Cozy but not cramped, high-spirited and agreeable as hell, Ninja City has quickly wheedled its way into the good graces of countless 20-somethings hungry for an east-side alternative to dreary fast-food chains and pubs peddling the same old grub. This University Circle newcomer appeals to time-strapped, budget-crunched diners — many of them students at nearby universities — thanks to a streamlined system that employs a checklist-style menu of approachable pan-Asian items that top out at $8.95.
Ninja City is a sort of hybrid invention that combines the menu traits of a fast-casual eatery with the bar and service of a full-service restaurant. It also distills down the recipes and wisdom that owner Bac Nguyen has accumulated during his four years (and counting) at Bac Asian Bistro in Tremont into a simplified operation that focuses on efficiency, value and fun.
Step into Ninja City and you enter a fictional world that pays homage to '80s-era kung fu flicks, comic books and video games. That approach runs the risk of coming across as Disney-esque, but a consistent theme, sharp execution and restrained hand combine to create an atmosphere that immediately puts one at ease. Colorful hand-painted cartoon panels hang on the wall, an industrial-size ceiling fan spins lazily overheard, a half-illuminated sign spells "ninja" in Chinese characters and shiny diamond plate wraps the stairs.
In both design and function Ninja City is a bar first and eatery second. The bulk of the real estate is devoted to the lively barroom, which occupies the main floor and extends out the garage door to a small front patio. Seating is of the barstool and high-top variety. An elevated and tight-quartered dining room with tables and chairs is a few steps up in the rear of the space.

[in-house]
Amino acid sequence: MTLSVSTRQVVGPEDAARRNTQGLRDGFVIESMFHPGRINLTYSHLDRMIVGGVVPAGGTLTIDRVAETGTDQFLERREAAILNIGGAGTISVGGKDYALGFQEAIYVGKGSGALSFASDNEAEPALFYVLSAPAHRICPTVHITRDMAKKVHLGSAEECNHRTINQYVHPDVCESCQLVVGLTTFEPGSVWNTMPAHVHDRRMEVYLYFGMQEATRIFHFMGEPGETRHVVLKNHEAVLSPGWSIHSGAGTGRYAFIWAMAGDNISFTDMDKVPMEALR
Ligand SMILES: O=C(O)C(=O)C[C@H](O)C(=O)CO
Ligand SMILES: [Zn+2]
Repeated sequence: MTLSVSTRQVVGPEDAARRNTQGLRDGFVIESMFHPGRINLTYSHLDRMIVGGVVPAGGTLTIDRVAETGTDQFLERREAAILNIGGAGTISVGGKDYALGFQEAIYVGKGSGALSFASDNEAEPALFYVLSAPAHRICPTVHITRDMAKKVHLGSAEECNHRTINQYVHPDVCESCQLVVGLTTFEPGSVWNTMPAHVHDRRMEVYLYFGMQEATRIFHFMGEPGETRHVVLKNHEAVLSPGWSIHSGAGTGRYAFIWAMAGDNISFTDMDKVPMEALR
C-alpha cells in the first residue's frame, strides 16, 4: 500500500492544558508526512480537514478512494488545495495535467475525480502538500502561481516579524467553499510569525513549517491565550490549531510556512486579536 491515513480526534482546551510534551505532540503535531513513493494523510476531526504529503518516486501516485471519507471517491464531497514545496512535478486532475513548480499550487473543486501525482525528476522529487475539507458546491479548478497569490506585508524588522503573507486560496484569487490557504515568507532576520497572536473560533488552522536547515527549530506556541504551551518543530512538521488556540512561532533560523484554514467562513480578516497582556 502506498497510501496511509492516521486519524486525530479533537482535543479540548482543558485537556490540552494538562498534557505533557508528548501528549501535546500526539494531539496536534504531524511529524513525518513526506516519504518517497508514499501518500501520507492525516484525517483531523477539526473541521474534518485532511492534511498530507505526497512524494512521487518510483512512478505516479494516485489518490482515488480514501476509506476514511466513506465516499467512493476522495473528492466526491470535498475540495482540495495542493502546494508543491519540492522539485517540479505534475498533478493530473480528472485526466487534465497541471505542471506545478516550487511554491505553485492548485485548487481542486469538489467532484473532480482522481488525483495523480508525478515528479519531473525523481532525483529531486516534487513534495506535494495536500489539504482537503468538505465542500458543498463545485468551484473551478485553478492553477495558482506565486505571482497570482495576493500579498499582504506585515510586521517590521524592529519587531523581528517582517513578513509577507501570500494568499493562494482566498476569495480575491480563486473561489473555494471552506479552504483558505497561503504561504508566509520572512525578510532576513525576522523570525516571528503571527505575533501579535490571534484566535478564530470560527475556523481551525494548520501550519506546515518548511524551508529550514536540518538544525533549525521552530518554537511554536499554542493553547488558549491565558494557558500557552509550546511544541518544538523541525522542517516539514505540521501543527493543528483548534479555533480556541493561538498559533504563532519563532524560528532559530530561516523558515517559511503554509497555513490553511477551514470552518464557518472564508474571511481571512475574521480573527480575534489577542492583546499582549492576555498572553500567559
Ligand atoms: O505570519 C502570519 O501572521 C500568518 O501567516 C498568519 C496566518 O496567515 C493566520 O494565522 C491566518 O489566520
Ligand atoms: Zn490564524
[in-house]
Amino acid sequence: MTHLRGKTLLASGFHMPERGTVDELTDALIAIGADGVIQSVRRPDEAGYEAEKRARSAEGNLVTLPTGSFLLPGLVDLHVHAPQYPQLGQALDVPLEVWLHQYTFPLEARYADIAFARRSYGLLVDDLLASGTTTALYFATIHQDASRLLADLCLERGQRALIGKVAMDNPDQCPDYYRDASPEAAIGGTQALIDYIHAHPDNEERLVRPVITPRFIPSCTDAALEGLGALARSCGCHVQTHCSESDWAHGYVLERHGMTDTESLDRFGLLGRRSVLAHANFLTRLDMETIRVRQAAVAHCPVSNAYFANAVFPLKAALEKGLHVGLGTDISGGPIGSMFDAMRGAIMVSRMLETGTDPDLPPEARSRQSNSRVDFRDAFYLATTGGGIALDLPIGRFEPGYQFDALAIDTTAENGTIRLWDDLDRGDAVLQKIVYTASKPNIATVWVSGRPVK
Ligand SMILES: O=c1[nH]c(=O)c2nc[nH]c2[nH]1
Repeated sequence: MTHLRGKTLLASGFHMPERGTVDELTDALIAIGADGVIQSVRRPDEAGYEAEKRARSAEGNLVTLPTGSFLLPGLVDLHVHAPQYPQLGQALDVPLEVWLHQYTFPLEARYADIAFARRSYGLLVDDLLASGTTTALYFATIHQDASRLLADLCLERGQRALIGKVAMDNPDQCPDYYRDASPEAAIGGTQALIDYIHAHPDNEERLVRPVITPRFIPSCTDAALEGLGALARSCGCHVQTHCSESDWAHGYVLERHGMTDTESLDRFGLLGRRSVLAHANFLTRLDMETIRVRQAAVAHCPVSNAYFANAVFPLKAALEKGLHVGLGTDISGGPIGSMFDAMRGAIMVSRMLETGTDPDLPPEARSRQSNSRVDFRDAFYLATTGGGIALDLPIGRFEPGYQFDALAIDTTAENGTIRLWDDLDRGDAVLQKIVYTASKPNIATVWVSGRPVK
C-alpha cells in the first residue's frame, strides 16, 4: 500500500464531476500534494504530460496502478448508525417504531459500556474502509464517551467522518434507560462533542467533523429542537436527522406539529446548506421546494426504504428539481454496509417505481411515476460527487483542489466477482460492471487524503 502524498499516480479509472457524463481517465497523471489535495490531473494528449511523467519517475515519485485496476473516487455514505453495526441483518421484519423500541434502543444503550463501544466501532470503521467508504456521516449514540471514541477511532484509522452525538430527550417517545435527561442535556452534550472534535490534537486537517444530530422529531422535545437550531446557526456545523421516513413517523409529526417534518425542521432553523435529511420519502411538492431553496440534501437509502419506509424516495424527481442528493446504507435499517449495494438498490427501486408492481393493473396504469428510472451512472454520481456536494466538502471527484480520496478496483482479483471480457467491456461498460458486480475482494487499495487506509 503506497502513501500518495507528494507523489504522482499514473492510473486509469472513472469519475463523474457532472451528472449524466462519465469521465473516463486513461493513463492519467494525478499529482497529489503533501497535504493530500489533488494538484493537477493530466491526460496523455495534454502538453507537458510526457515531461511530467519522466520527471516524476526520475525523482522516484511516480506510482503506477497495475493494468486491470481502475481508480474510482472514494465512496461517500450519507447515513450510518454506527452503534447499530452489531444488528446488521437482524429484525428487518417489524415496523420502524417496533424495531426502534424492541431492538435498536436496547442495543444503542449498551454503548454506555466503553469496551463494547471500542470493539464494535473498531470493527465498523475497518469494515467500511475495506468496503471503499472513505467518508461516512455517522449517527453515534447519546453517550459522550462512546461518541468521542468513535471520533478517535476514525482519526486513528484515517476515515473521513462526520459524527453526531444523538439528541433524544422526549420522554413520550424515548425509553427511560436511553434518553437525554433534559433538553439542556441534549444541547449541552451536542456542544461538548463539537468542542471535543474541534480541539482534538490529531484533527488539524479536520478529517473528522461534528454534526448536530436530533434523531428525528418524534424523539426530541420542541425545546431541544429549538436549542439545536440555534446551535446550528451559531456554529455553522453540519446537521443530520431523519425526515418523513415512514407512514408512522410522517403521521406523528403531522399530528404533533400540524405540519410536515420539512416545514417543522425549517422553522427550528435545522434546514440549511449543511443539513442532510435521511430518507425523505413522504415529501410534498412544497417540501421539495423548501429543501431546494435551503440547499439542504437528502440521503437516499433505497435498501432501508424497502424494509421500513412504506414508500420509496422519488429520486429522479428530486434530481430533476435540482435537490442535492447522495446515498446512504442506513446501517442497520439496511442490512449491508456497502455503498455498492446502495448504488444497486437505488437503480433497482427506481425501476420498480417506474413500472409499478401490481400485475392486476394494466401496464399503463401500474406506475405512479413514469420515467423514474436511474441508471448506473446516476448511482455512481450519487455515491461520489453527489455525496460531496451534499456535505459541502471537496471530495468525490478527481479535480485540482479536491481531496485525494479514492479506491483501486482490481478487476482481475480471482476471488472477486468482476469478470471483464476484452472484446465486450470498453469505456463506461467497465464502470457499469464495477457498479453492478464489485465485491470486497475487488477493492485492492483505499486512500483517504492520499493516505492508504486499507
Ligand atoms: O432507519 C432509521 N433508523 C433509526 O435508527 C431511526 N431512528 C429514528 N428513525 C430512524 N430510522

Each table is equipped with a utensil holder containing napkins, chopsticks, menus and pencils. Menus for cocktails, beer, wine and sake also are in the tins. The now-familiar ordering system made popular by places like Happy Dog and Barrio makes ordering a meal as easy as filling out the paper chit and handing it off to your server. This approach has the added benefit of allowing the diner to course out his or her meal as desired.
Consider, for example, starting off with a cold craft draft and a handful of "little bites." A dozen snack items — all priced $3.50 a pop — range from a bowl of edamame to some damn fine chicken wings slicked with chili-garlic sauce. Worth trying are the pan-fried dumplings, crispy spring rolls and the refreshing and crunchy green papaya salad. Save some cash by ordering them in groups of three or four, which are presented in a tidy bento box.
The key to Ninja City's winning formula is its lack of moving parts. There are just a handful of culinary vehicles on the menu, onto which various edible options are swapped in and out. There's a ramen noodle bowl that comes with a hot and hearty pork-fortified miso broth or one with a lighter vegetarian broth. That veggie broth comes equipped either with chicken or veggies; the pork is fully loaded with spicy kim chi, thick-cut (and admittedly unwieldy) pork belly and a fried egg, making it the top-of-the-line ride.
If you've ever enjoyed a banh mi sandwich at Bac in Tremont, then you already know what's coming at Ninja City. There's the standard model with roast pork, Vietnamese sausage, shredded veggies and mayo on a warm, crusty baguette. Or, if you'd rather chicken, beef, shrimp or tofu in place of the pork, feel free to substitute. Squishy, adorable steamed buns come in threes and can be filled with Chinese-style BBQ pork — or your choice of protein — pickled veggies, herbs and hot peppers.
The remaining chassis on the menu are rice noodle bowls and rice bowls, both of which are akin to salads, with the brown or white rice, or rice noodles, paired with loads of shredded vegetables, fragrant herbs and flavorful sauce. Hot toppings range from chopped spring rolls to sliced steak and a fried egg. While ample and filling, they also are light, fresh and savory, with the starch and veggies outweighing the meat.
All "big bites" regardless of trim are the same price: $8.95.
Based on a few recent visits, Nguyen and partner Dylan Fallon have fashioned a popular lunch, dinner and late-night concept that, given the right location, is readily replicable. The food and drink are easy to get behind, the atmosphere is sporty and laidback, and the prices couldn't be more reasonable if they tried.
11311 Euclid Ave., 216-860-0510, ninjacity.com.